One unhappy lesson we’ve learned in recent years is that economics is a far more political subject than we liked to imagine. Well, duh, you may say. But, before the financial crisis, many economists — even, to some extent, yours truly — believed that there was a fairly broad professional consensus on some important issues.
This was especially true of monetary policy. It’s not that many years since the administration of George W. Bush declared that one lesson from the 2001 recession and the recovery that followed was that “aggressive monetary policy can make a recession shorter and milder.” Surely, then, we’d have a bipartisan consensus in favor of even more aggressive monetary policy to fight the far worse slump of 2007 to 2009. Right?
Well, no. I’ve written a number of times about the phenomenon of “sadomonetarism,” the constant demand that the Federal Reserve and other central banks stop trying to boost employment and raise interest rates instead, regardless of circumstances. I’ve suggested that the persistence of this phenomenon has a lot to do with ideology, which, in turn, has a lot to do with class interests. And I still think that’s true.
But I now think that class interests also operate through a cruder, more direct channel. Quite simply, easy-money policies, while they may help the economy as a whole, are directly detrimental to people who get a lot of their income from bonds and other interest-paying assets — and this mainly means the very wealthy, in particular the top 0.01 percent.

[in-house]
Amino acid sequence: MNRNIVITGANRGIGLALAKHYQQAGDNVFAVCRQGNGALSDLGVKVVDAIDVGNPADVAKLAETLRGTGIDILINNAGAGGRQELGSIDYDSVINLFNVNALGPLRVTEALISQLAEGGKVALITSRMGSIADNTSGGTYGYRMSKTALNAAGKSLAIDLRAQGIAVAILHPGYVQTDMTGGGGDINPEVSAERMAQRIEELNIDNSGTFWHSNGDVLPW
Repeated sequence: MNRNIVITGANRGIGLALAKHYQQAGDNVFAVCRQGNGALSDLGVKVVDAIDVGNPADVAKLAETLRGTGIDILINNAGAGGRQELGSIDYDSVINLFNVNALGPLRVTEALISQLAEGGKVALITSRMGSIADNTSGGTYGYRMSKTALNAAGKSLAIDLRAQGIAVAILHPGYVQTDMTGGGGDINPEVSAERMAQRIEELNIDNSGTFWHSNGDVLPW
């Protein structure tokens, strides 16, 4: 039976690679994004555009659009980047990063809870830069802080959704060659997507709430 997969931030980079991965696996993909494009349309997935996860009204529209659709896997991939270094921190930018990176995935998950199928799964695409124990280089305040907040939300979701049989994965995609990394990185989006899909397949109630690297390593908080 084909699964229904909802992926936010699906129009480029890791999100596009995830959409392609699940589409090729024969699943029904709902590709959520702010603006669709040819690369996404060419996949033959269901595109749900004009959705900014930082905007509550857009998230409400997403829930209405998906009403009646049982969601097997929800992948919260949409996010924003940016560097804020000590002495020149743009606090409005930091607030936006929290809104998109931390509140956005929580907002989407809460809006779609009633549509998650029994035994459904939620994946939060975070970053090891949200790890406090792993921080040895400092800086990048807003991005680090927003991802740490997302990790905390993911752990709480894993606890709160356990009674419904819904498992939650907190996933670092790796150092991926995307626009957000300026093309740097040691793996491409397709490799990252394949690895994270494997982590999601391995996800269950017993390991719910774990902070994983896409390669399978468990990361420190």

The story so far: For more than five years, the Fed has faced harsh criticism from a coalition of economists, pundits, politicians and financial-industry moguls warning that it is “debasing the dollar” and setting the stage for runaway inflation. You might have thought that the continuing failure of the predicted inflation to materialize would cause at least a few second thoughts, but you’d be wrong. Some of the critics have come up with new rationales for unchanging policy demands — it’s about inflation! no, it’s about financial stability! — but most have simply continued to repeat the same warnings.
What the professor described here is pervasive in every sector of our society. When you put it all together, what this describes is our descent into an almost completely corrupt state; one where the paralysis of government is almost complete, but not quite; where the plutocrats have almost gained control, but not quite.
We have two windows ahead of us. Election 2014 doesn’t look very promising, so far. For those of us who vote blue, it has been disconcerting to watch the increasing disconnection of the Democratic leadership from its core constituencies either through statements or lack of them. As disconcerting, has been the growing number of op-eds in progressive media outlets openly criticizing the top leadership. I’m, quite frankly glad, but I am also pessimistic that these warnings will have any effect in time for Democrats to get back on message for November. I’m afraid it’s going to take another 2010 to cause a shakeup and then the next two years preparing for 2016 for new leadership to take over. I hope, I really do, that it won’t be in vain.